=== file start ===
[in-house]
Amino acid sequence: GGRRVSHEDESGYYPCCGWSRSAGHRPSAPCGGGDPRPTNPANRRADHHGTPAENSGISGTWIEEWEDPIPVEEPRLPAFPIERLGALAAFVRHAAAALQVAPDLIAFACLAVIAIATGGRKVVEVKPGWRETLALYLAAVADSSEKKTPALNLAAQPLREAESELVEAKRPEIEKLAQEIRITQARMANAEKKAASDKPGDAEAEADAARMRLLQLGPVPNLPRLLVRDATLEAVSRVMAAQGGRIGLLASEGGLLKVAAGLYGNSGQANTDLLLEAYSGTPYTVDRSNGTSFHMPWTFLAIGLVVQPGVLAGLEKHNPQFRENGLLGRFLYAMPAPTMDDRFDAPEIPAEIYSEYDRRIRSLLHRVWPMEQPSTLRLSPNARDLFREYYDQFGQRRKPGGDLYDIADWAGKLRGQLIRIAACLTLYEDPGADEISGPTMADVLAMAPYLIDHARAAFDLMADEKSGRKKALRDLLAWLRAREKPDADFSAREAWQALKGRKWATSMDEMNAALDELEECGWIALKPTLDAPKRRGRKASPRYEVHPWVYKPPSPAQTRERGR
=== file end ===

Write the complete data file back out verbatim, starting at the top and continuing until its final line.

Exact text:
[in-house]
Amino acid sequence: GGRRVSHEDESGYYPCCGWSRSAGHRPSAPCGGGDPRPTNPANRRADHHGTPAENSGISGTWIEEWEDPIPVEEPRLPAFPIERLGALAAFVRHAAAALQVAPDLIAFACLAVIAIATGGRKVVEVKPGWRETLALYLAAVADSSEKKTPALNLAAQPLREAESELVEAKRPEIEKLAQEIRITQARMANAEKKAASDKPGDAEAEADAARMRLLQLGPVPNLPRLLVRDATLEAVSRVMAAQGGRIGLLASEGGLLKVAAGLYGNSGQANTDLLLEAYSGTPYTVDRSNGTSFHMPWTFLAIGLVVQPGVLAGLEKHNPQFRENGLLGRFLYAMPAPTMDDRFDAPEIPAEIYSEYDRRIRSLLHRVWPMEQPSTLRLSPNARDLFREYYDQFGQRRKPGGDLYDIADWAGKLRGQLIRIAACLTLYEDPGADEISGPTMADVLAMAPYLIDHARAAFDLMADEKSGRKKALRDLLAWLRAREKPDADFSAREAWQALKGRKWATSMDEMNAALDELEECGWIALKPTLDAPKRRGRKASPRYEVHPWVYKPPSPAQTRERGR